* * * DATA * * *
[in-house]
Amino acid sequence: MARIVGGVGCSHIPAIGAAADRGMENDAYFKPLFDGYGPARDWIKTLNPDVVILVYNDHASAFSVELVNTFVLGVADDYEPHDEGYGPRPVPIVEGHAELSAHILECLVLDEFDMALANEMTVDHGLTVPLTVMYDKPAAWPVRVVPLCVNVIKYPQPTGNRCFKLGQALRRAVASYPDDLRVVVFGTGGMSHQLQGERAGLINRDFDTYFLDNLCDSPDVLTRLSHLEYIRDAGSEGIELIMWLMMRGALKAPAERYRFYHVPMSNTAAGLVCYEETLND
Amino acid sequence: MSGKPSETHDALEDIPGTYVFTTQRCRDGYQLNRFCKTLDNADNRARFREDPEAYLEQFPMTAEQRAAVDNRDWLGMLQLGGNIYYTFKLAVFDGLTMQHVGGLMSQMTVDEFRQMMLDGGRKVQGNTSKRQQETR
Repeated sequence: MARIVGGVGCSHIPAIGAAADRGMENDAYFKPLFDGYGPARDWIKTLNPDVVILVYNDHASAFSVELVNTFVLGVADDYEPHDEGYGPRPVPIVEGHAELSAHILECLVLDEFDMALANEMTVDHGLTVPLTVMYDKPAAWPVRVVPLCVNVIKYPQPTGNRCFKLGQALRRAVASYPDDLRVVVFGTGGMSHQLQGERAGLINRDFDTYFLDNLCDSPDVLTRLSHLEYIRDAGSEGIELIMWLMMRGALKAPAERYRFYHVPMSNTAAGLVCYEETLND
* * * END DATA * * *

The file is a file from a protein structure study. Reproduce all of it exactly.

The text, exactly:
[in-house]
Amino acid sequence: MARIVGGVGCSHIPAIGAAADRGMENDAYFKPLFDGYGPARDWIKTLNPDVVILVYNDHASAFSVELVNTFVLGVADDYEPHDEGYGPRPVPIVEGHAELSAHILECLVLDEFDMALANEMTVDHGLTVPLTVMYDKPAAWPVRVVPLCVNVIKYPQPTGNRCFKLGQALRRAVASYPDDLRVVVFGTGGMSHQLQGERAGLINRDFDTYFLDNLCDSPDVLTRLSHLEYIRDAGSEGIELIMWLMMRGALKAPAERYRFYHVPMSNTAAGLVCYEETLND
Amino acid sequence: MSGKPSETHDALEDIPGTYVFTTQRCRDGYQLNRFCKTLDNADNRARFREDPEAYLEQFPMTAEQRAAVDNRDWLGMLQLGGNIYYTFKLAVFDGLTMQHVGGLMSQMTVDEFRQMMLDGGRKVQGNTSKRQQETR
Repeated sequence: MARIVGGVGCSHIPAIGAAADRGMENDAYFKPLFDGYGPARDWIKTLNPDVVILVYNDHASAFSVELVNTFVLGVADDYEPHDEGYGPRPVPIVEGHAELSAHILECLVLDEFDMALANEMTVDHGLTVPLTVMYDKPAAWPVRVVPLCVNVIKYPQPTGNRCFKLGQALRRAVASYPDDLRVVVFGTGGMSHQLQGERAGLINRDFDTYFLDNLCDSPDVLTRLSHLEYIRDAGSEGIELIMWLMMRGALKAPAERYRFYHVPMSNTAAGLVCYEETLND